This SAE Aerospace Information Report (AIR) outlines concepts for the design and use of fault isolation equipment that have general application. The specific focus is on fault isolation of environmental control systems (ECS) in commercial transports. Presented are general fault isolation purposes, design principles, and demonstration of compliance criteria. These are followed by three design examples to aid in understanding the design principles. Future trends in built-in-test-equipment (BITE) design are discussed, some of which represent concepts already being implemented on new equipment.
CURRENT
2005-02-09
Standard
AIR1277B
This SAE Aerospace Information Report (AIR) contains information on the thermal design requirements of airborne avionic systems used in military airborne applications. Methods are explored which are commonly used to provide thermal control of avionic systems. Both air and liquid cooled systems are discussed.
CURRENT
2005-03-21
Standard
AIR1609A
This SAE Aerospace Information Report (AIR) covers the design parameters for various methods of humidification applicable to aircraft, the physiological aspects of low humidities, the possible benefits of controlling cabin humidity, the penalties associated with humidification, and the problems which must be solved for practical aircraft humidification systems. The design information is applicable to commercial and military aircraft. The physiological aspects cover all aircraft environmental control applications.
CURRENT
1997-10-01
Standard
AIR1600A
The environmental factors of prime importance in the transport of animals in aircraft are air temperature, humidity and carbon dioxide concentration, and of course space (or volume) limitations. Secondary factors are air velocity, noise, lighting, etc. Pressure is not addressed herein as pressure levels and rates of change are totally dictated by human occupancy requirements. Some basic governmental documents, such as References 1, 2 and 3, define overall requirements for animal transportation, but with very limited data on environmental requirements. Reference 4 gives some airplane characteristics measured during animal transportation from the USA to foreign destinations. Temperature and humidity profiles are indicative of airplane characteristics. This report presents information on the temperature, humidity, ventilation, and carbon dioxide limitations and the metabolic heat release rates for animals which will allow the determination of the environment required by the animals.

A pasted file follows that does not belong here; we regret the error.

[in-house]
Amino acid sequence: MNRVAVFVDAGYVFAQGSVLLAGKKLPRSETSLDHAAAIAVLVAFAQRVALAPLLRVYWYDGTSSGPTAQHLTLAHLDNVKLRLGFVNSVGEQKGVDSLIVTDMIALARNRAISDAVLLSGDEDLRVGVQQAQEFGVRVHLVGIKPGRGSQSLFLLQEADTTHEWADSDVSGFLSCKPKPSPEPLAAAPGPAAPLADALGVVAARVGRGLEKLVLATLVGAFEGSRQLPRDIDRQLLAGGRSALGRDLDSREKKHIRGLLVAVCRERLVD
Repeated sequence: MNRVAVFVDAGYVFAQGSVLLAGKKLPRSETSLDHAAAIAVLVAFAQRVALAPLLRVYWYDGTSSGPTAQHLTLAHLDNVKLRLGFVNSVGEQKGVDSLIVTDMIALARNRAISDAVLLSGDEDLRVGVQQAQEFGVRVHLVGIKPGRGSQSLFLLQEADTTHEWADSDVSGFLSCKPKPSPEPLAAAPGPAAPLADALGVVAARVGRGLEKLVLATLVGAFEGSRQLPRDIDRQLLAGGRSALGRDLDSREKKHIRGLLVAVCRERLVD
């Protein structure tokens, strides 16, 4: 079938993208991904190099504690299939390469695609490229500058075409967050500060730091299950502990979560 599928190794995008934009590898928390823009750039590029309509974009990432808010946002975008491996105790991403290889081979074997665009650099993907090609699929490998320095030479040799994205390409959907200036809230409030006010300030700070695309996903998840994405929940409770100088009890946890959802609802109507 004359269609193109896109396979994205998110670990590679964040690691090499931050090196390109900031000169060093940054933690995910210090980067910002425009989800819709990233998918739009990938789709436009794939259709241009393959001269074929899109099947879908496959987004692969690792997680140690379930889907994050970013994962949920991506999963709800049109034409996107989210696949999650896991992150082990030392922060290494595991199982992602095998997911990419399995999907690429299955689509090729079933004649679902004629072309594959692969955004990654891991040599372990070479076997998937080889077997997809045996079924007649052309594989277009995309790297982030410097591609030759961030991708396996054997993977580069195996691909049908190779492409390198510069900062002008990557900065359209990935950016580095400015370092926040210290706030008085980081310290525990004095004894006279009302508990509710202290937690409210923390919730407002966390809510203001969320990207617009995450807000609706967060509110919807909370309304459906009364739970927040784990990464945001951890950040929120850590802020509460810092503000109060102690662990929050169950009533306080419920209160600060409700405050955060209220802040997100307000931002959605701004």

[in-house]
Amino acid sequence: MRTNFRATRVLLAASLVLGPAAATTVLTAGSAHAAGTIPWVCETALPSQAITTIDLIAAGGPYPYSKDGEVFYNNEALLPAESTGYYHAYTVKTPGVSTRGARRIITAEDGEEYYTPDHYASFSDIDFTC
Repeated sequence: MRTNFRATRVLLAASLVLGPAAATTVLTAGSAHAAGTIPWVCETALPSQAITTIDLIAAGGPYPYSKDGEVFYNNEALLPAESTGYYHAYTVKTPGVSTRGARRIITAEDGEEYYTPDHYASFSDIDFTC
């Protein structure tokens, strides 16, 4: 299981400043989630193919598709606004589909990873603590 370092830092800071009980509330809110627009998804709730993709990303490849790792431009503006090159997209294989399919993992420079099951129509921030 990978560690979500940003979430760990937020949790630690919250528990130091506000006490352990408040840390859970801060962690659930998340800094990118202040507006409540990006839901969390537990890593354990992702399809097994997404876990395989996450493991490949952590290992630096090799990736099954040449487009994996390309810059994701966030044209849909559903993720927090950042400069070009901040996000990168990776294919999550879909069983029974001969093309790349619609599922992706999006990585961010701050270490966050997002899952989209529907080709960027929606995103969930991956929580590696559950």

CURRENT
1997-10-01
Standard
AIR1811A
This publication is applicable to liquid cooling systems of the closed loop type and the expendable coolant type in which the primary function is transporting of heat from its source to a heat sink. Most liquid cooling system applications are oriented toward the cooling of electronics. Liquid cooling techniques, heat sinks, design features, selection of coolants, corrosion control, and servicing requirements for these systems are presented. Information on vapor compression refrigeration systems, which are a type of cooling system, is found in Reference 1.
HISTORICAL
1994-09-01
Standard
AIR1823
The Environmental Control Analysis SYstem (EASY) computer program is summarized in this report. Development of this computer program initially was sponsored by the U.S. Air Force Flight Dynamics Laboratory. (See References 1, 2, 3, and 4.) It provides techniques for determination of steady state and dynamic (transient) ECS performance, and of control system stability; and for synthesis of optimal ECS control systems. The program is available from the U.S. Air Force, or as a proprietary commercial version. General uses of a transient analysis computer program for ECS design and development, and general features of EASY relative to these uses, are presented. This report summarizes the nine analysis options of EASY, EASY program organization for analyzing ECS, data input to the program and resulting data output, and a discussion of EASY limitations. Appendices provide general definitions for dynamic analysis, and samples of input and output for EASY.
CURRENT
2017-01-05
Standard
AIR5661A
This SAE Aerospace Information Report (AIR) provides data and general analysis methods for calculation of internal and external, pressurized and unpressurized airplane compartment pressures during rapid discharge of cabin pressure. References to the applicable current FAA and EASA rules and advisory material are provided. While rules and interpretations can be expected to evolve, numerous airplanes have been approved under current and past rules that will have a continuing need for analysis of production and field modifications, alterations and repairs. The data and basic principles provided by this report are adaptable to any compartment decompression analysis requirement.